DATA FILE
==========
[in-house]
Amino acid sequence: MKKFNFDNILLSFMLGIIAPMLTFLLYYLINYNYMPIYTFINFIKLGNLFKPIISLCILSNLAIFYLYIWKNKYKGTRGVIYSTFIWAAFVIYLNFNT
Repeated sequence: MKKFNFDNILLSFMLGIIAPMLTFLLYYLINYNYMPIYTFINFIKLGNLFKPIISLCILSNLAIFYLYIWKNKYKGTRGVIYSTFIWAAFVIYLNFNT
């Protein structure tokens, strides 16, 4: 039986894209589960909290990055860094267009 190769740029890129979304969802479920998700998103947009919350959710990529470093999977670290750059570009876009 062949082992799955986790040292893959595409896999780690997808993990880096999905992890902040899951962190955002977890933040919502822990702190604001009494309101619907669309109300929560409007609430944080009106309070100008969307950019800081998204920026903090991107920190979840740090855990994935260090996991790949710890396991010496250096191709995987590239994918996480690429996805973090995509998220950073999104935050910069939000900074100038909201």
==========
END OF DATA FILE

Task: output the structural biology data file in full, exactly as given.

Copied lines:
[in-house]
Amino acid sequence: MKKFNFDNILLSFMLGIIAPMLTFLLYYLINYNYMPIYTFINFIKLGNLFKPIISLCILSNLAIFYLYIWKNKYKGTRGVIYSTFIWAAFVIYLNFNT
Repeated sequence: MKKFNFDNILLSFMLGIIAPMLTFLLYYLINYNYMPIYTFINFIKLGNLFKPIISLCILSNLAIFYLYIWKNKYKGTRGVIYSTFIWAAFVIYLNFNT
């Protein structure tokens, strides 16, 4: 039986894209589960909290990055860094267009 190769740029890129979304969802479920998700998103947009919350959710990529470093999977670290750059570009876009 062949082992799955986790040292893959595409896999780690997808993990880096999905992890902040899951962190955002977890933040919502822990702190604001009494309101619907669309109300929560409007609430944080009106309070100008969307950019800081998204920026903090991107920190979840740090855990994935260090996991790949710890396991010496250096191709995987590239994918996480690429996805973090995509998220950073999104935050910069939000900074100038909201």